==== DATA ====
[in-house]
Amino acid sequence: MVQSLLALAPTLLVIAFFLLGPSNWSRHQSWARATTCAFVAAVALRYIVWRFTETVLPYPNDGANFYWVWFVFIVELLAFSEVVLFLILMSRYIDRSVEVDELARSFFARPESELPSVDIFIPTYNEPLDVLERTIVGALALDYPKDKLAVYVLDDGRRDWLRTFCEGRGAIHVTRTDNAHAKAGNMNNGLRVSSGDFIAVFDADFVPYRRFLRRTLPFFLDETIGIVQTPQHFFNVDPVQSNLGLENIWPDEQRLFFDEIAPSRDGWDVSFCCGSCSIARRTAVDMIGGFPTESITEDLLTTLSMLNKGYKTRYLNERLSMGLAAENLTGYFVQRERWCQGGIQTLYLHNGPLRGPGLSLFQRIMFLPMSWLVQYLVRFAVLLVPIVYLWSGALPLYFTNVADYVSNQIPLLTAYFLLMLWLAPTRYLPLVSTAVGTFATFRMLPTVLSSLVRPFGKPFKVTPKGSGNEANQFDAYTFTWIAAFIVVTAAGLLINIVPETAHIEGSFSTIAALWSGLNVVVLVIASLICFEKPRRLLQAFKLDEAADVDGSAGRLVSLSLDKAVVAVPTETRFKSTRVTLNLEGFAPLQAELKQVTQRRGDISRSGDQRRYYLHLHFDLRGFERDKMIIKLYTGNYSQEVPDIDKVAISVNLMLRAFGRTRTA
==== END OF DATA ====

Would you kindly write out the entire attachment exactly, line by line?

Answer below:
[in-house]
Amino acid sequence: MVQSLLALAPTLLVIAFFLLGPSNWSRHQSWARATTCAFVAAVALRYIVWRFTETVLPYPNDGANFYWVWFVFIVELLAFSEVVLFLILMSRYIDRSVEVDELARSFFARPESELPSVDIFIPTYNEPLDVLERTIVGALALDYPKDKLAVYVLDDGRRDWLRTFCEGRGAIHVTRTDNAHAKAGNMNNGLRVSSGDFIAVFDADFVPYRRFLRRTLPFFLDETIGIVQTPQHFFNVDPVQSNLGLENIWPDEQRLFFDEIAPSRDGWDVSFCCGSCSIARRTAVDMIGGFPTESITEDLLTTLSMLNKGYKTRYLNERLSMGLAAENLTGYFVQRERWCQGGIQTLYLHNGPLRGPGLSLFQRIMFLPMSWLVQYLVRFAVLLVPIVYLWSGALPLYFTNVADYVSNQIPLLTAYFLLMLWLAPTRYLPLVSTAVGTFATFRMLPTVLSSLVRPFGKPFKVTPKGSGNEANQFDAYTFTWIAAFIVVTAAGLLINIVPETAHIEGSFSTIAALWSGLNVVVLVIASLICFEKPRRLLQAFKLDEAADVDGSAGRLVSLSLDKAVVAVPTETRFKSTRVTLNLEGFAPLQAELKQVTQRRGDISRSGDQRRYYLHLHFDLRGFERDKMIIKLYTGNYSQEVPDIDKVAISVNLMLRAFGRTRTA